Enjoying a couple of days off at the moment so getting plenty of time to play with stuff. The scales have been progressing although I couldn’t get anywhere with the 3 transistor soft on/off switch. I tried the 555 timer based switch too and couldn’t get anywhere with that either. At this point, doubting my competence even more than usual, I got the multi-meter out. Voltages on the breadboard were all over the place. Tried a different breadboard and the 555 timer circuit worked perfectly!
The circuit is from Bowden’s Hobby Circuits and it works really well.
Once that was done, it was pretty clear that I didn’t want one side of the power switch pulled to ground. That just needed the ground plane scraping off the circuit board around the on/off switch:
By this point, I was pretty happy that everything was going to work out. Time to fit the display to start figuring out what’ll go where:
That’s the display and buttons sorted out. I had a play with de-bouncing the buttons – on a clock I made last Xmas I used software de-bouncing and wasn’t too happy with that. It’s a fairly standard hardware de-bounce, one side of the switch goes to ground, the other side has a 10K pull-up resistor and then connects via a 1K resistor to the +ve pin of a 10uF capacitor. That’s then sampled by an Arduino using interrupts.
To be honest, that’s still too “bouncy” so I made room for a hex Schmitt trigger and it all seems happy now. Here’s the half of a 1/4 size Adafruit perma-proto board I put it all on:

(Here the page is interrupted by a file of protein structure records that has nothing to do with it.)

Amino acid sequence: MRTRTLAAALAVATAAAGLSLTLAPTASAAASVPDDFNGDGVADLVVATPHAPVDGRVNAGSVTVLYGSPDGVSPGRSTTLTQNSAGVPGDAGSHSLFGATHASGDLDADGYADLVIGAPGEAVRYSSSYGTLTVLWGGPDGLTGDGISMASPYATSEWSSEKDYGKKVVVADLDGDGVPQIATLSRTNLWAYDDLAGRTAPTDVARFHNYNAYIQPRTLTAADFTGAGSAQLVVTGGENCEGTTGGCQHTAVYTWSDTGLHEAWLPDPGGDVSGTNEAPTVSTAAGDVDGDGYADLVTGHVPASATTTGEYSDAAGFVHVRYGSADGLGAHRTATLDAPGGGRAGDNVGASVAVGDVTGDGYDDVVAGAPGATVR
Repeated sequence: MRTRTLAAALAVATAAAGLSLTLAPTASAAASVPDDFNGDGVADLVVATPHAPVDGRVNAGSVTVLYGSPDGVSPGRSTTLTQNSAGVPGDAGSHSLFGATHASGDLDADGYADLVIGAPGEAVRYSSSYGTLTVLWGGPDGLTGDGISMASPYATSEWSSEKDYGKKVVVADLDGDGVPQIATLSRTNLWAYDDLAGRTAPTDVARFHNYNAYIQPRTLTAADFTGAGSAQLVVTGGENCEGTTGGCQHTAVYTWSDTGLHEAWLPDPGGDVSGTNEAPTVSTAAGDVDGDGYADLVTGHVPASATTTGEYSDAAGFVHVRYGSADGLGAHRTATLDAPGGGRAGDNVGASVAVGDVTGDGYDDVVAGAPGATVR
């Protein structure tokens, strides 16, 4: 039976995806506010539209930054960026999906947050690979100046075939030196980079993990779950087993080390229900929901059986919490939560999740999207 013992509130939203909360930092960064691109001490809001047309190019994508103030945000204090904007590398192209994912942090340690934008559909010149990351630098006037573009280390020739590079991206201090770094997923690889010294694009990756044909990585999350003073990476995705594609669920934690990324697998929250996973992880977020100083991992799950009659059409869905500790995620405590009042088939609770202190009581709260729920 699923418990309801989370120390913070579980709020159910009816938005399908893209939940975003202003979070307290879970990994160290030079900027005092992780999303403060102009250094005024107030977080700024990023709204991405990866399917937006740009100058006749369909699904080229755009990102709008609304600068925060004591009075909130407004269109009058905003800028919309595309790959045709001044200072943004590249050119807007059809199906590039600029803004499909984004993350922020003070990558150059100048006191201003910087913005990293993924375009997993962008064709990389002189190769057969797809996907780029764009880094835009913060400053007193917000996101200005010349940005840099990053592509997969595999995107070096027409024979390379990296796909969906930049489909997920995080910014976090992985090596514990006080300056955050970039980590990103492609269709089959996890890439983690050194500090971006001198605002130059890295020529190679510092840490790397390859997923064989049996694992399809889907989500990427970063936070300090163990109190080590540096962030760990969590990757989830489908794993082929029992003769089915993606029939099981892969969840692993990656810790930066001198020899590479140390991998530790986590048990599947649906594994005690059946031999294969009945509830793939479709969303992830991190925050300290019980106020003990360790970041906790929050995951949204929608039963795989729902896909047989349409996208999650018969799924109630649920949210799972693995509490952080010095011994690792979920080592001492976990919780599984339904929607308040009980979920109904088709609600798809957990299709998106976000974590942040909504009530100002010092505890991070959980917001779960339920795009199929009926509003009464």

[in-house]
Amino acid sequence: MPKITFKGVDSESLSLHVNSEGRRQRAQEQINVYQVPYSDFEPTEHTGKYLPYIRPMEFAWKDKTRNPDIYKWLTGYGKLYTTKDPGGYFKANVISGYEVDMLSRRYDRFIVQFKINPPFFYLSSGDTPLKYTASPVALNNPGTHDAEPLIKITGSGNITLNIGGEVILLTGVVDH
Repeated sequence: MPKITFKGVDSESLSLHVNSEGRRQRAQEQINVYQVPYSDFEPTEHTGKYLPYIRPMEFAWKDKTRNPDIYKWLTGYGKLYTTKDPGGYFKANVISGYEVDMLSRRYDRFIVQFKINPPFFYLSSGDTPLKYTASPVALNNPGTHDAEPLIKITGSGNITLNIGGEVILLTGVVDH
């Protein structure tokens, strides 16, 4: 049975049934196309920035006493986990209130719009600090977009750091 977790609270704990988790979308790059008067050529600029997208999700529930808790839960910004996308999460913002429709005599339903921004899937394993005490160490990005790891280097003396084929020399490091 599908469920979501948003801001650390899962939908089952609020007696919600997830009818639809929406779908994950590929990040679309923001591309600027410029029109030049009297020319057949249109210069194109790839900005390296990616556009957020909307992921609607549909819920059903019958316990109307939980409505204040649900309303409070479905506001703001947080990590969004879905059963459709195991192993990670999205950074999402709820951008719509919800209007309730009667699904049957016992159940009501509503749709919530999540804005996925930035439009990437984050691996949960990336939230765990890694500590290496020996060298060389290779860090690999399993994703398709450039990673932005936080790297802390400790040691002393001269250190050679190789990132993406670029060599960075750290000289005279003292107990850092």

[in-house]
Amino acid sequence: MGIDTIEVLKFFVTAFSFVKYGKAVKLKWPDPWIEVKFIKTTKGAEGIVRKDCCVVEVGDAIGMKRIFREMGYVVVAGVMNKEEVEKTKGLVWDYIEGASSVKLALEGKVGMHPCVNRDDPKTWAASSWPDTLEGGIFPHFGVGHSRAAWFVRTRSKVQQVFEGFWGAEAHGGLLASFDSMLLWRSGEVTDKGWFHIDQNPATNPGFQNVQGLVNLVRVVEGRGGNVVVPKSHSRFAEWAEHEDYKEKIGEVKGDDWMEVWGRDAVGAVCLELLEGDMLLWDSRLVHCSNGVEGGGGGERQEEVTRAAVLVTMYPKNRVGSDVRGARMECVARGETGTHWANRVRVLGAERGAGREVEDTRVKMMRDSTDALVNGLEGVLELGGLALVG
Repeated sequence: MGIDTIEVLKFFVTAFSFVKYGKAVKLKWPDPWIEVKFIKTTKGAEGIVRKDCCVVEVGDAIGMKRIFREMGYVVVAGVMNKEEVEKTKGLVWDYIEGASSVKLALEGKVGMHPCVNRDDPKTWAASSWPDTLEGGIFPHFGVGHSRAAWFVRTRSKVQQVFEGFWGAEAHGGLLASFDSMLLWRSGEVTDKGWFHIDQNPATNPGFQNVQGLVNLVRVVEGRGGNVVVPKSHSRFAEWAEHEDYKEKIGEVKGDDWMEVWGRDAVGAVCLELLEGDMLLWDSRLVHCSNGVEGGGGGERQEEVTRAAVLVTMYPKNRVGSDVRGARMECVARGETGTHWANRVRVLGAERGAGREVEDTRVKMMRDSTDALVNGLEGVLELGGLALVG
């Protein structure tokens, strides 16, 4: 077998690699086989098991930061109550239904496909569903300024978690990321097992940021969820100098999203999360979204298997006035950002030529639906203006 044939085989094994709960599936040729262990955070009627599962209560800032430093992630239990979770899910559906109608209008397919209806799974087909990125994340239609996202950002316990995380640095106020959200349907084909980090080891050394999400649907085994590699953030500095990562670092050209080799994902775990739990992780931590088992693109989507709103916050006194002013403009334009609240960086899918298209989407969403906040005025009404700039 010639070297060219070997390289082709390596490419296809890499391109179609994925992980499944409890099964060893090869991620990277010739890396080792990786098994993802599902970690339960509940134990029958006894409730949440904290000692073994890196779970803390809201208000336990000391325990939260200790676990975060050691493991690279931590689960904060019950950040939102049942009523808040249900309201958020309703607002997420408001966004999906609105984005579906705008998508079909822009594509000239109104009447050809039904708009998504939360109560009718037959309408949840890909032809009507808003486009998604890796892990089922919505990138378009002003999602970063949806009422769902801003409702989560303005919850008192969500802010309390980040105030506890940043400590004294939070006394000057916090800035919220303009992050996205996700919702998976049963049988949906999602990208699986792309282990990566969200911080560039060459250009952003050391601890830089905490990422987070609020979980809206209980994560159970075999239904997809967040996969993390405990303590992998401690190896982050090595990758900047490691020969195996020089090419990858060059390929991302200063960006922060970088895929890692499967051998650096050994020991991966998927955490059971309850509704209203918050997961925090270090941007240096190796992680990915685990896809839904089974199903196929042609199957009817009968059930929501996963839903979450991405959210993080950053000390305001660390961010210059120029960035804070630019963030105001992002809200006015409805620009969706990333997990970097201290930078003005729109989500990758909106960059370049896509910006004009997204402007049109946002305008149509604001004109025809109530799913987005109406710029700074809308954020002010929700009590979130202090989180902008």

That was a bit of a squeeze, I obviously had to cut tracks to isolate each half of the Schmitt trigger chip. It was good fun to build though, if a little fiddly at times.
Still working out where the rest of it needs to go and how to organise the wiring and the specific connections that are needed. Should be in position to test everything before the final placement tomorrow.
It feels like there’s not much to do now. In the picture above, the left hand board holds the INA125 and the MCP3202 ADC. The next board has the on/off circuit and room for whatever connections are needed to finish this off. I may well have made a mistake with the choice of transistor. Not sure if it will pass enough current to drive what I need it to drive – that’s why there’ll be a test before gluing everything in permanently. It still shouldn’t be a big deal though, I can replace it with a small N-Channel power MOSFET that’s good for over 30W if needs be.
The de-bounce board will be fitted to the inside back “wall” of the control unit. Going to try to attach the wiring loom from the main part of the scales to the base plate – should make it easier to take apart.
Am sure it would have been a lot easier (and probably cheaper) just to buy another unit, but where’s the fun in that 🙂